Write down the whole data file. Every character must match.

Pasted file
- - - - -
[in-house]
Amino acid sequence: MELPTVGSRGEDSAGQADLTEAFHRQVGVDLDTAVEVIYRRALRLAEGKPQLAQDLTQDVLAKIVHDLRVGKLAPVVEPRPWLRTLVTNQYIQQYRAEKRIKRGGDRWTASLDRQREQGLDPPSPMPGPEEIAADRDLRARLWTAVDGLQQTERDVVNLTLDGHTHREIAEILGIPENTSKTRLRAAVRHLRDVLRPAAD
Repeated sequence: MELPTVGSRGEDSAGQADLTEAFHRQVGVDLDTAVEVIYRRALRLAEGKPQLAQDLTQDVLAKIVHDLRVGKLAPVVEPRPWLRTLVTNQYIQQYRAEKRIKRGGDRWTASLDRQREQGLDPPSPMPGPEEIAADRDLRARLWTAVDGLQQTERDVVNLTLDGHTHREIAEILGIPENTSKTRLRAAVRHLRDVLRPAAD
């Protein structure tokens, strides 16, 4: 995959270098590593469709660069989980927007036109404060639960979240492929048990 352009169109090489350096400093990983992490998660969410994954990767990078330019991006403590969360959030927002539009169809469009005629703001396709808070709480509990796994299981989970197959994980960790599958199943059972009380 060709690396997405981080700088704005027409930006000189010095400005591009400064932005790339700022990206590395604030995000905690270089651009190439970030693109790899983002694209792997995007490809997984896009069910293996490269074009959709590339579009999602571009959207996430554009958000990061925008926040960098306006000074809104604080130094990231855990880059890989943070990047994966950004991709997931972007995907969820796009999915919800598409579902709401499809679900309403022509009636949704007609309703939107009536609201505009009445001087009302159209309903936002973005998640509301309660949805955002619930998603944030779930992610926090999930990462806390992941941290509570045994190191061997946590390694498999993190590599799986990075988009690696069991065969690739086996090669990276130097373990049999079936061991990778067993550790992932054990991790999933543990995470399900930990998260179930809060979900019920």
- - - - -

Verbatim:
[in-house]
Amino acid sequence: MELPTVGSRGEDSAGQADLTEAFHRQVGVDLDTAVEVIYRRALRLAEGKPQLAQDLTQDVLAKIVHDLRVGKLAPVVEPRPWLRTLVTNQYIQQYRAEKRIKRGGDRWTASLDRQREQGLDPPSPMPGPEEIAADRDLRARLWTAVDGLQQTERDVVNLTLDGHTHREIAEILGIPENTSKTRLRAAVRHLRDVLRPAAD
Repeated sequence: MELPTVGSRGEDSAGQADLTEAFHRQVGVDLDTAVEVIYRRALRLAEGKPQLAQDLTQDVLAKIVHDLRVGKLAPVVEPRPWLRTLVTNQYIQQYRAEKRIKRGGDRWTASLDRQREQGLDPPSPMPGPEEIAADRDLRARLWTAVDGLQQTERDVVNLTLDGHTHREIAEILGIPENTSKTRLRAAVRHLRDVLRPAAD
């Protein structure tokens, strides 16, 4: 995959270098590593469709660069989980927007036109404060639960979240492929048990 352009169109090489350096400093990983992490998660969410994954990767990078330019991006403590969360959030927002539009169809469009005629703001396709808070709480509990796994299981989970197959994980960790599958199943059972009380 060709690396997405981080700088704005027409930006000189010095400005591009400064932005790339700022990206590395604030995000905690270089651009190439970030693109790899983002694209792997995007490809997984896009069910293996490269074009959709590339579009999602571009959207996430554009958000990061925008926040960098306006000074809104604080130094990231855990880059890989943070990047994966950004991709997931972007995907969820796009999915919800598409579902709401499809679900309403022509009636949704007609309703939107009536609201505009009445001087009302159209309903936002973005998640509301309660949805955002619930998603944030779930992610926090999930990462806390992941941290509570045994190191061997946590390694498999993190590599799986990075988009690696069991065969690739086996090669990276130097373990049999079936061991990778067993550790992932054990991790999933543990995470399900930990998260179930809060979900019920």